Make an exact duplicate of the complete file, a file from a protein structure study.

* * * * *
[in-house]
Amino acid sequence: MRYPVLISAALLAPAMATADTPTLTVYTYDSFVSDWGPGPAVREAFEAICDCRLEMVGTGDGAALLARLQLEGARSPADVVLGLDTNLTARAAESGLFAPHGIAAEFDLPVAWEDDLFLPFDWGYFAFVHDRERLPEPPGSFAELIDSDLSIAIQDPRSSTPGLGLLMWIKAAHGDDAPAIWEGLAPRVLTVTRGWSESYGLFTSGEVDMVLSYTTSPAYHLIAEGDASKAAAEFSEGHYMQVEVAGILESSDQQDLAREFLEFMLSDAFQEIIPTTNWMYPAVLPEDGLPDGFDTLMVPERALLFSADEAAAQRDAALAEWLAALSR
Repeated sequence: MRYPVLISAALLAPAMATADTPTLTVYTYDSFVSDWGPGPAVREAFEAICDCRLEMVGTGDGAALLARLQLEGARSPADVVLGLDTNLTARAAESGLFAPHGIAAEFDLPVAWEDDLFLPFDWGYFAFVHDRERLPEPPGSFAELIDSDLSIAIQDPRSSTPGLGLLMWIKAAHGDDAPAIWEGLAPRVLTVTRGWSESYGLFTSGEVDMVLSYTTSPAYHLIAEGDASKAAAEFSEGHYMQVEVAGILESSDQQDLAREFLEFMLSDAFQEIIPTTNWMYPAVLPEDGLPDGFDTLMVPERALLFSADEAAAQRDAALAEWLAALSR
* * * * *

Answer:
[in-house]
Amino acid sequence: MRYPVLISAALLAPAMATADTPTLTVYTYDSFVSDWGPGPAVREAFEAICDCRLEMVGTGDGAALLARLQLEGARSPADVVLGLDTNLTARAAESGLFAPHGIAAEFDLPVAWEDDLFLPFDWGYFAFVHDRERLPEPPGSFAELIDSDLSIAIQDPRSSTPGLGLLMWIKAAHGDDAPAIWEGLAPRVLTVTRGWSESYGLFTSGEVDMVLSYTTSPAYHLIAEGDASKAAAEFSEGHYMQVEVAGILESSDQQDLAREFLEFMLSDAFQEIIPTTNWMYPAVLPEDGLPDGFDTLMVPERALLFSADEAAAQRDAALAEWLAALSR
Repeated sequence: MRYPVLISAALLAPAMATADTPTLTVYTYDSFVSDWGPGPAVREAFEAICDCRLEMVGTGDGAALLARLQLEGARSPADVVLGLDTNLTARAAESGLFAPHGIAAEFDLPVAWEDDLFLPFDWGYFAFVHDRERLPEPPGSFAELIDSDLSIAIQDPRSSTPGLGLLMWIKAAHGDDAPAIWEGLAPRVLTVTRGWSESYGLFTSGEVDMVLSYTTSPAYHLIAEGDASKAAAEFSEGHYMQVEVAGILESSDQQDLAREFLEFMLSDAFQEIIPTTNWMYPAVLPEDGLPDGFDTLMVPERALLFSADEAAAQRDAALAEWLAALSR